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Coordinates: 20°12′07″N 89°17′17″W / 20.20194°N 89.28806°W / 20.20194; -89.28806
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Flag of Tekax
Coat of arms of Tekax
La Sultana de la Sierra
Location of Tekax in Yucatan
Location of Tekax in Yucatan
Tekax is located in Yucatán (state)
Tekax is located in Mexico
Coordinates: 20°12′07″N 89°17′17″W / 20.20194°N 89.28806°W / 20.20194; -89.28806
MunicipalityTekax Municipality
 • Municipal presidentFernando Romero Ávila[1] (PRI)
20 m (70 ft)
 • Total25 751
Postal Code

Tekax (from Mayan: Kʼáax), officially Tekax de Álvaro Obregón is a capital city of the municipality of the same name, located in the Mexican state of Yucatán. It has an average height of 37 m above sea level. n. m. and is located at a distance of 115 km from the state capital, the city of Mérida, 10 km from Akil, 18 km from Oxkutzcab and 34 km from Ticul.

Place names


Tekax comes from Mayan: Teʼ place, there, there and kʼáax, jungle, mountain, (from Mayan: Teʼ Kʼáax 'There in the jungle')

Church on main square, Tekax



There are no exact data about the founding of the town, but it is known that in pre-Hispanic times the region belonged to the jurisdiction of the Tutul Xiu, until it was colonized by the Spaniard Alfonso López in the 16th century. The region corresponding to the current municipality of Tekax is considered occupied since pre-Columbian times when the development of the Mayan culture began in the Puuc area; This is attested to by the archaeological sites of Chacmultún, Canahaltún, Chunmul, Xkichmook, Chacchob and Chunconab, which are examples of the Puuc style, although some with influence from the Chenes of Campeche. The Xiues, leaders of the uprising that disintegrated the Mayapán coalition, came down from the southern mountain range and upon founding the town of Maní, they built other tributary towns to it, among which were Kax, built on the slopes of the aforementioned mountain range. The entire group made up the Tutul Xiu chiefdom with its main headquarters in Maní. The Chilam Balam of Chumayel (version by Antonio Mediz Bolio) in its part corresponding to The Book of Lineages mentions: "...and they went to Penkuyut, and they went to Paxuenel, and they arrived at Xaya, and they arrived at a place called Tistis , and they arrived at Chicam, and they arrived at Tixmehuac... when the names of the towns that did not have it were already complete, etc." It does not relate the city of Tekax, however, several of the towns mentioned are fully identifiable from the current municipality of Tekax. In Yucatán, Indian repartitions took place in the years 1547 and 1548. The indigenous town of Kax was valued on February 9, 1549 in favor of Don Francisco Bracamonte and Valdivieso. In 1823 Tekax received the title of Villa and in 1841 it obtained the title of city. However, in 1922 it was demoted to the category of town. In 1928 Tekax was named Ciudad Obregón by decree, but two years later the name was changed to Tekax de Álvaro Obregón.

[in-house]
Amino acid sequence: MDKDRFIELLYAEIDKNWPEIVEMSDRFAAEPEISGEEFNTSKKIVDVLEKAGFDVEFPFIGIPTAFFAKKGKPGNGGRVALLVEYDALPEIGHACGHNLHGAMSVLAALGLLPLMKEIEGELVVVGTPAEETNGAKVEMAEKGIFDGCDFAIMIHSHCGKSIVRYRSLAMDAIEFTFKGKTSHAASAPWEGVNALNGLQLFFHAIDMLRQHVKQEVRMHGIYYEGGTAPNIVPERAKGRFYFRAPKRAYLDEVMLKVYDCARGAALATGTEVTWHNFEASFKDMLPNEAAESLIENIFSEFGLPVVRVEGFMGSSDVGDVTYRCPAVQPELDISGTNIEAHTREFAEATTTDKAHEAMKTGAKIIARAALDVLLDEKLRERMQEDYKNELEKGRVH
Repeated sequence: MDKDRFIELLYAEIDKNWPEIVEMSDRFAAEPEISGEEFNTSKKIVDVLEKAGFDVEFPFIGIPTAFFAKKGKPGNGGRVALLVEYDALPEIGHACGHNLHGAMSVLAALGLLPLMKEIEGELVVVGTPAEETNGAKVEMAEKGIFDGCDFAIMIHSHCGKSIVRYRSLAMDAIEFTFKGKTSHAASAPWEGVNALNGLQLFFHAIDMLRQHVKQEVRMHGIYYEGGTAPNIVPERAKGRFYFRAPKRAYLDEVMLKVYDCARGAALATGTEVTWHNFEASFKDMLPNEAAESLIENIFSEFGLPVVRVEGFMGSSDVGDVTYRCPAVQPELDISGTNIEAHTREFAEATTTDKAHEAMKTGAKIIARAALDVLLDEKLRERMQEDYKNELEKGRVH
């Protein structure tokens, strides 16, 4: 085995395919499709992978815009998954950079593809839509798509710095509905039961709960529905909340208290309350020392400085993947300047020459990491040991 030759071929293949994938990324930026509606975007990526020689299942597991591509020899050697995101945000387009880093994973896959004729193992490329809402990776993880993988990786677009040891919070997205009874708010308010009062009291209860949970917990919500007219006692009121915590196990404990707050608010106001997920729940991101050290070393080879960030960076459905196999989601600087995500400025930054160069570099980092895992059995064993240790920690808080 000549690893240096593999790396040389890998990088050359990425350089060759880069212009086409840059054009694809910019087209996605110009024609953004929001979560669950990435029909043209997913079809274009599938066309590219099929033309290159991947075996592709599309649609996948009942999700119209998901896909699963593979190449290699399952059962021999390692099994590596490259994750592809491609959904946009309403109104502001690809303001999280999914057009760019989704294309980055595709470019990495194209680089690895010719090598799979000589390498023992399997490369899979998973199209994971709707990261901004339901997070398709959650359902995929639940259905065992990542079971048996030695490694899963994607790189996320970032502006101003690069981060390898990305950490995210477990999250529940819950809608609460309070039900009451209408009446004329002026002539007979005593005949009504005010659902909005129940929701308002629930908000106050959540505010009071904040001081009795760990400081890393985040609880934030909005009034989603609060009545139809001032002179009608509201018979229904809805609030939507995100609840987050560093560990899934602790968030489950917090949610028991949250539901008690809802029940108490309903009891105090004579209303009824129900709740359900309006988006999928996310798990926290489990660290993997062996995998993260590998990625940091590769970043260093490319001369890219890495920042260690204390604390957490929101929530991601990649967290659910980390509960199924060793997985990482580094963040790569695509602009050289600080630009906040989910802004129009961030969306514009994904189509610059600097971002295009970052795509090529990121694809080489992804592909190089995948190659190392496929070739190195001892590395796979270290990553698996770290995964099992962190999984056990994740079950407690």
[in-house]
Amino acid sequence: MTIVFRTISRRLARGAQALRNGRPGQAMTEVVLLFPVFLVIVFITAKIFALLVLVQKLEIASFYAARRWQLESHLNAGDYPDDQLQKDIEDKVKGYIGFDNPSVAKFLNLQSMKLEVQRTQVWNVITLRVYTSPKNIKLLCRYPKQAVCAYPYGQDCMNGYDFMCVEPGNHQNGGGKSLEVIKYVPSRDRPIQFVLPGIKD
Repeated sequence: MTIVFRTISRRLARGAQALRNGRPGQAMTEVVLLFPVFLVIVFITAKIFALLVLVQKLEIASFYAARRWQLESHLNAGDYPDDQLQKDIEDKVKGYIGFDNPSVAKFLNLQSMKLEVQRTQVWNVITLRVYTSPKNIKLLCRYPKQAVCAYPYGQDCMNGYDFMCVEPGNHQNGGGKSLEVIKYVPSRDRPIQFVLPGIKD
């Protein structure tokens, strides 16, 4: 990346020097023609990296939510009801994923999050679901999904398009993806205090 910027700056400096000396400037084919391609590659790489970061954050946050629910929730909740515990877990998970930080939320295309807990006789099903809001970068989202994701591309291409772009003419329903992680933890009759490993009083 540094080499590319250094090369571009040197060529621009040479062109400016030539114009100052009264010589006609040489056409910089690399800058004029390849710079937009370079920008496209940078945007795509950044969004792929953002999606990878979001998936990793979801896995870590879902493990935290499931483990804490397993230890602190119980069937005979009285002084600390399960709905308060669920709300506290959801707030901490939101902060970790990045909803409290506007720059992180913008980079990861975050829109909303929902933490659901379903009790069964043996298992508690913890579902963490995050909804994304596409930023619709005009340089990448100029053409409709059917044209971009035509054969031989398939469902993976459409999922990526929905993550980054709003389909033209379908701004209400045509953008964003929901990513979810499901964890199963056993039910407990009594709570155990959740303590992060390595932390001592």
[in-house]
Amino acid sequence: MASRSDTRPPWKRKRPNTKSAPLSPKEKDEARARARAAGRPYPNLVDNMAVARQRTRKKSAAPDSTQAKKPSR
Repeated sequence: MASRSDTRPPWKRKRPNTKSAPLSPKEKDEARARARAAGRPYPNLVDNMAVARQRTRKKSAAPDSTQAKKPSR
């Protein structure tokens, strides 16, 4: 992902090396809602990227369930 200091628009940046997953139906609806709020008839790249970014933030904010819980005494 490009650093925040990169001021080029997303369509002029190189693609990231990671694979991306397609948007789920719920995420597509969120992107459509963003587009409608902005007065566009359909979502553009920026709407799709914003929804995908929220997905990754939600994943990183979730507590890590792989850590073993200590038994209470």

Among the colonial or colonial-style buildings, the parish of San Juan Bautista (17th century), the three-story house, the hermitage of San Diego and the chapel of the Eternal Father stand out.

Among the popular festivals are those of San Diego de Alcalá, from November 8 to 13, and that of the Virgin of Guadalupe, from December 4 to 15.

Popular festivals

From April 18 to 22, the Spring Festival is celebrated; from May 8 to June 1, Saint Bartholomew is celebrated and rosaries, masses and processions are held in the town of Pencuyut. In the month of June, the patron saint San Juan Bautista is celebrated. From November 8 to 13, San Diego de Alcalá is celebrated; From December 4 to 15, the Virgin of Guadalupe is celebrated.

Historical monuments


Architectural: Ex-convent and parish of San Juan Bautista 17th century; the hermitage of San Diego, 17th century; the chapel of San Francisco and the chapel of the Eternal Father.

Archaeological: Chamultún, Chuncanap, Itzitz, Nocacab, Santa María, Tzulay, Xaya, Kinil, Tixhualahtun, Chacchob, San Diego, Ticum and Cotbé.


  1. ^ IPEPAC. "Directorio de alcaldes electos" (PDF). Archived from the original (PDF) on September 16, 2011. Retrieved October 15, 2011.
  2. ^ Instituto Nacional de Estadística y Geografía (2010). "Principales resultados por localidad 2010 (ITER)".
  3. ^ Servicio Postal Mexicano. "Consulta Códigos Postales". Archived from the original on July 28, 2011. Retrieved August 2, 2011.
  4. ^ Telmex. "Claves LADA". Archived from the original on April 14, 2010. Retrieved August 2, 2011.